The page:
Generation two involved a lot more work on the software side, as the hardware switch became a software controlled switch. NVIDIA also managed to eliminate the required system reboot (although certain laptop vendors continue to require a reboot or at least a logout, e.g. Apple). Again, that makes it sound relatively simple, but there are many hurdles to overcome. Now the operating system has to be able to manage two different sets of drivers, but Windows Vista in particular doesn't allow multiple display drivers to be active. The solution was to create a "Display Driver Interposer" that had knowledge of both driver sets. Launched in 2008, the first laptop we've reviewed with gen2 hardware and software was actually the ASUS UL80Vt, which took everything we loved about gen1 and made it a lot more useful. Now there was no need to reboot the system; you could switch between IGP and dGPU in about 5 to 10 seconds, theoretically allowing you the best of both worlds. We really liked the UL80Vt and gave it our Silver Editors' Choice award, but there was still room for improvement.

First, the use of a driver interposer meant that generic Verde drivers would not work with switchable graphics gen2. The interposer conforms to the standard graphics APIs, but then there's a custom API to talk to the IGP drivers. The result is that the display driver package contains both NVIDIA and Intel drivers (assuming it's a laptop with an Intel IGP), so driver updates are far more limited. If either NVIDIA or Intel release a new driver, there's an extra ~10 days of validation and testing that take place; if all goes well, the new driver is released, but any bugs reset the clock. Of course, that's only in a best-case situation where NVIDIA and Intel driver releases happen at the same time, which they rarely do. In practice, the only time you're likely to get a new driver is if there's a showstopper bug of some form and the laptop OEM asks NVIDIA for a new driver drop. This pretty much takes you back to the old way of doing mobile graphics drivers, which is not something we're fond of.

Another problem with gen2 is that there are still instances where switching from IGP to dGPU or vice versa will "block". Blocking occurs when an application is in memory that currently uses the graphics system. If blocking was limited to 3D games it wouldn't be a critical problem, but the fact is blocking can occur on many applications—including minesweeper and solitaire, web browsers where you're watching (or have watched) Flash videos, etc. If a blocking application is active, you need to close it in order to switch. The switch also results in a black screen as the hardware shifts from one graphics device to the other, which looks like potentially flaky hardware if you're not expecting the behavior. (This appears to be why Apple MacBook Pro systems require a reboot/logout to switch, even though they're technically gen2 hardware.) Finally, it's important to note that gen2 costs just as much as gen1 in terms of muxes and board layers, so it can still increase BOM and R&D costs substantially.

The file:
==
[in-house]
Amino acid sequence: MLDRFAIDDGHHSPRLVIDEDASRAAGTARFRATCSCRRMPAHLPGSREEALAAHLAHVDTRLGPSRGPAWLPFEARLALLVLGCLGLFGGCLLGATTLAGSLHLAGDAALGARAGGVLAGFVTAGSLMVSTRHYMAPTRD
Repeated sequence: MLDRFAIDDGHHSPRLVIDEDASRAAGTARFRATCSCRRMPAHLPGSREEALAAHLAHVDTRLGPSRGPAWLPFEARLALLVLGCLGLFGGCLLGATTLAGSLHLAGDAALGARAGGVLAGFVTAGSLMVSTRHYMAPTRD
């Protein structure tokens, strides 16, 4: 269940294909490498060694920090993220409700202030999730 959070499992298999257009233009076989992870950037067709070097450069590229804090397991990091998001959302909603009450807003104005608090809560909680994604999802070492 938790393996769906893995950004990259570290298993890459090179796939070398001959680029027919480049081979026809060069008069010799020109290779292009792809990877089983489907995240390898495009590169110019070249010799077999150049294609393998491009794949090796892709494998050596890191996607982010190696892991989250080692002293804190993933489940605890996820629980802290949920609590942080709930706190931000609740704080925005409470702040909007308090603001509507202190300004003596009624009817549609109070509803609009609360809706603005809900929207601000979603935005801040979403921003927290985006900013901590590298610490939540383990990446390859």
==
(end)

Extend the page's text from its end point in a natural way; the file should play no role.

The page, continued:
Incidentally, AMD switchable graphics is essentially equivalent to NVIDIA's generation two implementation. The HP Envy 13 is an example of ATI switchable graphics, with no reboot required and about 5-10 seconds required to switch between IGP and discrete graphics (an HD 4330 in this case—and why is it they always seem to use the slowest GPUs; why no HD 4670?).

For technically inclined users, gen2 was a big step forward and the above problems aren't a big deal; for your typical Best Buy shopper, though, it's a different story. NVIDIA showed a quote from Roger Kay, President of Endpoint Technology Associates, that highlights the problem for such users.

"Switchable graphics is a great idea in theory, but in practice people rarely switch. The process is just too cumbersome and confusing. Some buyers wonder why their performance is so poor when they think the discrete GPU is active, but, unknown to them, it isn't."